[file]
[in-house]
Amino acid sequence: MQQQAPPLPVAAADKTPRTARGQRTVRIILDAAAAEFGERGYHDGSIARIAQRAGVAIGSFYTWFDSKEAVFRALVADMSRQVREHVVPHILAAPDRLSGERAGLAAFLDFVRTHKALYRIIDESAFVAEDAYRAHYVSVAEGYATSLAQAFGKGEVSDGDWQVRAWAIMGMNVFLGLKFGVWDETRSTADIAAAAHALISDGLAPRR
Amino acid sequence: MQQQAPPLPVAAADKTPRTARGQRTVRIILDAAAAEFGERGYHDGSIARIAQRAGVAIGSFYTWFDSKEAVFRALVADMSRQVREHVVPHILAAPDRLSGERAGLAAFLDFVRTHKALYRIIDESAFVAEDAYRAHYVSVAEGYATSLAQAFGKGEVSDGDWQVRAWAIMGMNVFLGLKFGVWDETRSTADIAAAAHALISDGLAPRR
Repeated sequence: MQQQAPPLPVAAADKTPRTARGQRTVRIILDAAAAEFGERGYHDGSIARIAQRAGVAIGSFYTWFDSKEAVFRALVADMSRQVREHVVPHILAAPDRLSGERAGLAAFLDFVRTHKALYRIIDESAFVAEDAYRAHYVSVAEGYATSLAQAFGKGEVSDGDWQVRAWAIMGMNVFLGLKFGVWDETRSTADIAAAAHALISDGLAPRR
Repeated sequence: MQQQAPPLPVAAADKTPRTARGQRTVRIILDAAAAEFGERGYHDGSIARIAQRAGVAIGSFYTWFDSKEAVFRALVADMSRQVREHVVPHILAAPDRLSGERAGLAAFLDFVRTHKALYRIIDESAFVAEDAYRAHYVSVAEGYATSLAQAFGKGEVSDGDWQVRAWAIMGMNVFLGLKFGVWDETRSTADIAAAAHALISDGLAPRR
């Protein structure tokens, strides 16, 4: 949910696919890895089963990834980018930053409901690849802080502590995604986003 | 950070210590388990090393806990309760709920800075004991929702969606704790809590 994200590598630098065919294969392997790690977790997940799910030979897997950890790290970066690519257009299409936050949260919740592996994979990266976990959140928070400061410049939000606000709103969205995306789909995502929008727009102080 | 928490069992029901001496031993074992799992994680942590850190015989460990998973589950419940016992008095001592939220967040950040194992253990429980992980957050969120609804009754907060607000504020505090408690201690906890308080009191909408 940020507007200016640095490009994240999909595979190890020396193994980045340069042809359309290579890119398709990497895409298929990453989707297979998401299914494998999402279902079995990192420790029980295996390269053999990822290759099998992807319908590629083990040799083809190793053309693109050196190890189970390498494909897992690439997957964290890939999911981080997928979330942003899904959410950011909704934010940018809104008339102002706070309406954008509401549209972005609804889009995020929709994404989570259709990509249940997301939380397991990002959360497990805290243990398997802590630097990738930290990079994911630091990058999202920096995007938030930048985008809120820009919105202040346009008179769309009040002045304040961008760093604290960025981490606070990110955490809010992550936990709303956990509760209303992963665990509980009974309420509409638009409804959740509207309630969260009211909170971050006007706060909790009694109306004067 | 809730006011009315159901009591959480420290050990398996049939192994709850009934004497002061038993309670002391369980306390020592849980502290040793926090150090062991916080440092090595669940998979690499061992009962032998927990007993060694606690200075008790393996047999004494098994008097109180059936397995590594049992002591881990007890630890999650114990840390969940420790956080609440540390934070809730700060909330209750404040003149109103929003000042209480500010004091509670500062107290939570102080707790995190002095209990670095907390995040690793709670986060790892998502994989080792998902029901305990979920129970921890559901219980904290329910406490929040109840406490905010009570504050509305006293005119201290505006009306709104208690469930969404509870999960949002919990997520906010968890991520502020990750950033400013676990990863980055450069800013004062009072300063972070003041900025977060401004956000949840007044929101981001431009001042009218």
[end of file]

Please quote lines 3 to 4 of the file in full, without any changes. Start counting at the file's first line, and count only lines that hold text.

Amino acid sequence: MQQQAPPLPVAAADKTPRTARGQRTVRIILDAAAAEFGERGYHDGSIARIAQRAGVAIGSFYTWFDSKEAVFRALVADMSRQVREHVVPHILAAPDRLSGERAGLAAFLDFVRTHKALYRIIDESAFVAEDAYRAHYVSVAEGYATSLAQAFGKGEVSDGDWQVRAWAIMGMNVFLGLKFGVWDETRSTADIAAAAHALISDGLAPRR
Repeated sequence: MQQQAPPLPVAAADKTPRTARGQRTVRIILDAAAAEFGERGYHDGSIARIAQRAGVAIGSFYTWFDSKEAVFRALVADMSRQVREHVVPHILAAPDRLSGERAGLAAFLDFVRTHKALYRIIDESAFVAEDAYRAHYVSVAEGYATSLAQAFGKGEVSDGDWQVRAWAIMGMNVFLGLKFGVWDETRSTADIAAAAHALISDGLAPRR